For almost everything else about the styling, 50mm is the magic dimension. That’s how much thinner the front and two-piece rear lamps have become, how much lower the leading edge of the bonnet is, how much wider the width across the front wheelarch flares is, the latter allowing for a more Coke-bottle shape in the flanks. As is the vogue with current Mercedes designs, extraneous swage lines have been chamfered away, leaving one rising character line on the flanks and a lot of subtle surface contouring to work the light and shade when the car’s moving.
As well as the aesthetics, a lot of work has gone into aerodynamics. Its broader frontal area means the CLA can’t quite equal the record-setting A-Class Sedan’s aero efficiency, but the Cd figure of 0.23 is excellent and noise suppression is especially good for a car with coupe-style frameless glass.
That slippery shape also translates into excellent fuel economy, the CLA200 with 7G-DCT ‘box managing 5.5L/100km and the CLA 250 4MATIC with the same transmission 6.3L/100km. That’s just as well, because the fuel tank measures meagre 48 litres, which could be an issue for the forthcoming AMG variants.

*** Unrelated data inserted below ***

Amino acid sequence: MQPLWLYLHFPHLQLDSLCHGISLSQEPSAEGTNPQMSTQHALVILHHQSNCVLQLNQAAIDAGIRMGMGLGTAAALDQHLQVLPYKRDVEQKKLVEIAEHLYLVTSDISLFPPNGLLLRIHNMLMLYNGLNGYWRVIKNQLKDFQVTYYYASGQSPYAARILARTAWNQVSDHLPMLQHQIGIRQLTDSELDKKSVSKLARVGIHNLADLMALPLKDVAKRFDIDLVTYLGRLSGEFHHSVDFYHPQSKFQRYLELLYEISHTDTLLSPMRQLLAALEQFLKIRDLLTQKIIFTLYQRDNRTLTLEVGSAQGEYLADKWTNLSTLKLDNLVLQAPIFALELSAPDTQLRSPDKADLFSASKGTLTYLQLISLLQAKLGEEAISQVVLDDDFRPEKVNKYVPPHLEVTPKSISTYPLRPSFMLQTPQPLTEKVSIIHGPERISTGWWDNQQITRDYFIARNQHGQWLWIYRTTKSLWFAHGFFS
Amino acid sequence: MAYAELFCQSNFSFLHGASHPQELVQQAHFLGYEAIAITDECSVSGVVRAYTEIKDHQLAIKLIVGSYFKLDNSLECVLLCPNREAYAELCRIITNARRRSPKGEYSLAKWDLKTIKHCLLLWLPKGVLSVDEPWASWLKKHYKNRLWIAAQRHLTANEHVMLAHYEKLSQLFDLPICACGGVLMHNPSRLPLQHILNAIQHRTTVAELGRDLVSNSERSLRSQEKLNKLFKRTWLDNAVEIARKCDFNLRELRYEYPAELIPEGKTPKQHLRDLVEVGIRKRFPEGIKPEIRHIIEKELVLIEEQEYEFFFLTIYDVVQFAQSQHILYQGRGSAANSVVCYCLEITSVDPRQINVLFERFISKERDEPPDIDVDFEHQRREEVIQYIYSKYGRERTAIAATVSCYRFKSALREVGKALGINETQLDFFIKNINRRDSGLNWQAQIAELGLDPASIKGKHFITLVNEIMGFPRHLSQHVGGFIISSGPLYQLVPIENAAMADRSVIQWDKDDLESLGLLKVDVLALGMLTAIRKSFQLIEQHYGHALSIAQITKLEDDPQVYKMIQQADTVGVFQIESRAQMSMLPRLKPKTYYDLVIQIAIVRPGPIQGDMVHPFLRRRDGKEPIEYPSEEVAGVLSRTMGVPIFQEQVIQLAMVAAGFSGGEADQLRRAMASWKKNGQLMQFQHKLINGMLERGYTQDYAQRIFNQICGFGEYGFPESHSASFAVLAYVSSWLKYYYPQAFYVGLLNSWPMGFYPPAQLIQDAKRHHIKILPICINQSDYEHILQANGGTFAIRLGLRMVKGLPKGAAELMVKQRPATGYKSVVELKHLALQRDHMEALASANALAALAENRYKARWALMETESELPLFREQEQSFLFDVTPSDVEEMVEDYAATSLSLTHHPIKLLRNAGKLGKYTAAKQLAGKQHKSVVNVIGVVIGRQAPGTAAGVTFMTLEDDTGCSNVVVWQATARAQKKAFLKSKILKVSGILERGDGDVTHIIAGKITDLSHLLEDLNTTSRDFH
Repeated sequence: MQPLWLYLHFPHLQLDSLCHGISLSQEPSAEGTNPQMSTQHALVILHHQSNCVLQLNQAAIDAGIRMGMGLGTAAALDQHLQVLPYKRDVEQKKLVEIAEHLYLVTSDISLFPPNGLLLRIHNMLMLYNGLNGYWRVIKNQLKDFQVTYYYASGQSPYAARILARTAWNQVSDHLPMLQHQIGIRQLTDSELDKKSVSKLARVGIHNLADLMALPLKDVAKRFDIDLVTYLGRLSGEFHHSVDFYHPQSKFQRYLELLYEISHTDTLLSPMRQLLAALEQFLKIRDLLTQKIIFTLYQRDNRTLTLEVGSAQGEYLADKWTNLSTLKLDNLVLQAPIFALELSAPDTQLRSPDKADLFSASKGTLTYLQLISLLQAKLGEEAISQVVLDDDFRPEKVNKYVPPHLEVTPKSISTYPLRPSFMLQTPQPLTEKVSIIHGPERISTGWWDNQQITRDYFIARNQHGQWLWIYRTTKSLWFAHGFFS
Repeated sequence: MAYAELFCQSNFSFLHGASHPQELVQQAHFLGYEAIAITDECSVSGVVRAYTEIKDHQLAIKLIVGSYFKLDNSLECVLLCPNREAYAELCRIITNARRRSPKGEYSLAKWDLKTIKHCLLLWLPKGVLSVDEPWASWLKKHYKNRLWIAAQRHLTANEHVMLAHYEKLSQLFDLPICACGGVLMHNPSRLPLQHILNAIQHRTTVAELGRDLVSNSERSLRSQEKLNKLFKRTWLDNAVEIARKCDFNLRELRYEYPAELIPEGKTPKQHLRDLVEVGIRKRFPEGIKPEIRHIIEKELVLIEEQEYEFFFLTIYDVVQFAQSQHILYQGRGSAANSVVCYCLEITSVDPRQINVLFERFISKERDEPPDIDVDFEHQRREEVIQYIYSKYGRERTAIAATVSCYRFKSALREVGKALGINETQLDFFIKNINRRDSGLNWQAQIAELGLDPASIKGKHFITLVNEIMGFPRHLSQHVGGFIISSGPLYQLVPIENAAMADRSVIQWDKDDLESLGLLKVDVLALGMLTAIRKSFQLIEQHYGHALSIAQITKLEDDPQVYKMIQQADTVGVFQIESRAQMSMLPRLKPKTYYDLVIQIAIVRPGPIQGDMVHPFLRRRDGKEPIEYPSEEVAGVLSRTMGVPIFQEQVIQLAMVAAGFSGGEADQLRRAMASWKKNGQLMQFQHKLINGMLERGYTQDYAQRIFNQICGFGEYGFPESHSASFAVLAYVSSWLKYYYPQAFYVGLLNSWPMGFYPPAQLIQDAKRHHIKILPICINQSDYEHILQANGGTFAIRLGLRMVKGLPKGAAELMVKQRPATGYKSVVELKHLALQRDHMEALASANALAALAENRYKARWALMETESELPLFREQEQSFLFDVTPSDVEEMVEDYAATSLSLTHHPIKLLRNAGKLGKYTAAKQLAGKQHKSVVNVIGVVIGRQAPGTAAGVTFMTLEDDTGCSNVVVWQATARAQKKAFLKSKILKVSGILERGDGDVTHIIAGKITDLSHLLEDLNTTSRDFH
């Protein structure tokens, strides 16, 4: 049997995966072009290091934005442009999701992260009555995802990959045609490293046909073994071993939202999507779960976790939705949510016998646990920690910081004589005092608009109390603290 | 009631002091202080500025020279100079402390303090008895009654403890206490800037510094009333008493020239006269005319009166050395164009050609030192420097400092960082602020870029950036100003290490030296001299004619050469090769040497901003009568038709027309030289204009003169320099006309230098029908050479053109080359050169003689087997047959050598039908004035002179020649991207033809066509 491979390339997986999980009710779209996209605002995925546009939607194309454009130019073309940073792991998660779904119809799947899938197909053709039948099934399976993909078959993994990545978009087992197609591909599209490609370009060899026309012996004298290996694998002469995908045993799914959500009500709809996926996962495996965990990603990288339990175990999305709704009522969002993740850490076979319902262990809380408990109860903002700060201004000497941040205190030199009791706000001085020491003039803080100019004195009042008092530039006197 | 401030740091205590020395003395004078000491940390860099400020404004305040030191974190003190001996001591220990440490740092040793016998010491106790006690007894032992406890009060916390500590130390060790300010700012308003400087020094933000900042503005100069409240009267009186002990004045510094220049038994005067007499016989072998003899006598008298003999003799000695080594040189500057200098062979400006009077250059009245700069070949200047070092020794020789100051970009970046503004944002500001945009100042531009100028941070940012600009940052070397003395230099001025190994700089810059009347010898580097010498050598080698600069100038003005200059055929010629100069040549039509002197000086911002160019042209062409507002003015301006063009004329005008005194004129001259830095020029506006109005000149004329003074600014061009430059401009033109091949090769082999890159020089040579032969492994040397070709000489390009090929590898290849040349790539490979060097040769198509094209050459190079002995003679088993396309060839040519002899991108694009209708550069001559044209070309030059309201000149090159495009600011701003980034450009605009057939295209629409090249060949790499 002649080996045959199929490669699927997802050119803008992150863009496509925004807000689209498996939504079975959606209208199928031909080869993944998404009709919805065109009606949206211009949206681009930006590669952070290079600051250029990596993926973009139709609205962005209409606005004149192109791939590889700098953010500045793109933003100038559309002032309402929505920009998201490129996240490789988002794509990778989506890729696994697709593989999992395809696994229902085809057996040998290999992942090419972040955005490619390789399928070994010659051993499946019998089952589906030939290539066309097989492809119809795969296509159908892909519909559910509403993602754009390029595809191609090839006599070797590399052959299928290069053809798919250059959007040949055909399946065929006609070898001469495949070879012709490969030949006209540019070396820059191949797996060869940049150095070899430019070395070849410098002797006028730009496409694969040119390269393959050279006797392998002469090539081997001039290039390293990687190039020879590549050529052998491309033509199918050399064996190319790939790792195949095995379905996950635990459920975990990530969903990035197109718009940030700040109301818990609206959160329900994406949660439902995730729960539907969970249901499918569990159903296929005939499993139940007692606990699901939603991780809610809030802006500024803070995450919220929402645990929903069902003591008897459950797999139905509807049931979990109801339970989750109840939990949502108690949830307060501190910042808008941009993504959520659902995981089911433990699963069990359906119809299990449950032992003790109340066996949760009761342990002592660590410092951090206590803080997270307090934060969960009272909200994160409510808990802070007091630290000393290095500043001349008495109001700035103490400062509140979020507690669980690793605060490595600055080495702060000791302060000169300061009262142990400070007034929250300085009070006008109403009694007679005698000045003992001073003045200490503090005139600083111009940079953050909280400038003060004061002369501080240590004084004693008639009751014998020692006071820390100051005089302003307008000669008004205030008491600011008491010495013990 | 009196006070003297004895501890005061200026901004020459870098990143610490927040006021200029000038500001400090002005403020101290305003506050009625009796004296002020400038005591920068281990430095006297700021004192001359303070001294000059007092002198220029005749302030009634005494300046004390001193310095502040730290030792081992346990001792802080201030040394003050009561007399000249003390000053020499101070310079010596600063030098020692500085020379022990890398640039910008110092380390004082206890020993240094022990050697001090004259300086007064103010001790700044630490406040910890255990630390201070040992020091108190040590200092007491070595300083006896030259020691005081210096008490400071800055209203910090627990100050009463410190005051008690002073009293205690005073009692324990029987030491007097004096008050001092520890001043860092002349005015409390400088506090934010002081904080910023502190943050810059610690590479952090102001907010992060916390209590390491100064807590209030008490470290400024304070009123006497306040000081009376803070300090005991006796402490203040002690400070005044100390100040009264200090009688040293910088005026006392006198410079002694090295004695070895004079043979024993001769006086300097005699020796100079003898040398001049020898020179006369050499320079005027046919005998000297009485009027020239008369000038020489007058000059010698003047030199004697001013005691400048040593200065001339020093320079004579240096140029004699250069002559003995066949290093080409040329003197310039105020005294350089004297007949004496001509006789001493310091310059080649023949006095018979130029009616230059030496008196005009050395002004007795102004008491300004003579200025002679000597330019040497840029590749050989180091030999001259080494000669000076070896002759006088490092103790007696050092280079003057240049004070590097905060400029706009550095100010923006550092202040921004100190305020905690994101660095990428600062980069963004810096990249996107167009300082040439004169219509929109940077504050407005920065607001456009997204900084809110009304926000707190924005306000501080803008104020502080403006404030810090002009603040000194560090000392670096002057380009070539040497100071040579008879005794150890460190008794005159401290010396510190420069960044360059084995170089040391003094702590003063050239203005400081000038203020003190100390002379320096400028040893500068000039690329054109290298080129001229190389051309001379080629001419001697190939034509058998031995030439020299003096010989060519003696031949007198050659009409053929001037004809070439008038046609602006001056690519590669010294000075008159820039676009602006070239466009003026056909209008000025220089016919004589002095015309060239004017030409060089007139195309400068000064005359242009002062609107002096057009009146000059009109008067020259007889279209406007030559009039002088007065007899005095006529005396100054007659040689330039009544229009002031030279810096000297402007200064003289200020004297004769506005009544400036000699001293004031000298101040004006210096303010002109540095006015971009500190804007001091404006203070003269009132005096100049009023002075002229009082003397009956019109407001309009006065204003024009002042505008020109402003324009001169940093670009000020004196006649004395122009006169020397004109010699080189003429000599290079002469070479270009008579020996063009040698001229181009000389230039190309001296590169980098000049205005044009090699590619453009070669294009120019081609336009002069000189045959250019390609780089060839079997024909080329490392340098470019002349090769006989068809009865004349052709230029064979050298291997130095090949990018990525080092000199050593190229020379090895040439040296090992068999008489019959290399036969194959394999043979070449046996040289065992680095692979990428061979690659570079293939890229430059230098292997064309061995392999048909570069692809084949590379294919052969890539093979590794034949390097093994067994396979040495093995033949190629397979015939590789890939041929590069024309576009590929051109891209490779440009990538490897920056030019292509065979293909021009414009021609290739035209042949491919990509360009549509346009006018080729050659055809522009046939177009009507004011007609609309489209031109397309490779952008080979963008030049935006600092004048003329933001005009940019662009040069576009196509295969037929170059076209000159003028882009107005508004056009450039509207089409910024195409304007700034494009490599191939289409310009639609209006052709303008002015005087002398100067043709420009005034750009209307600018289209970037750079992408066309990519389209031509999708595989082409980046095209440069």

The CLA puts in a strong performance. Badstübner referred to the car as ‘the punk’ during its development, citing the fact that the design team could get away with all sorts of things that would never fly on more buttoned-down C- and E-Class models. Its designer is not in any way conflicted about these models treading on each others’ toes. “The C-Class is now an old car, it’s on its facelift,” chuckles Badstübner. “I would buy the CLA, no question.” I’m with the guy with the crayons on that one.
Model: Mercedes-Benz CLA 250 4MATIC AMG Line sedan
Engine: 1991cc 4cyl, 16v, dohc, turbo
Max power: 165kW @ 5500rpm
Max torque: 350Nm @ 1800rpm
Transmission: 7-speed dual-clutch
0-100km/h: 6.3sec (claimed)
Economy: 6.3L/100km (claimed)
Price: $70,000 [estimated]
On sale: October 2019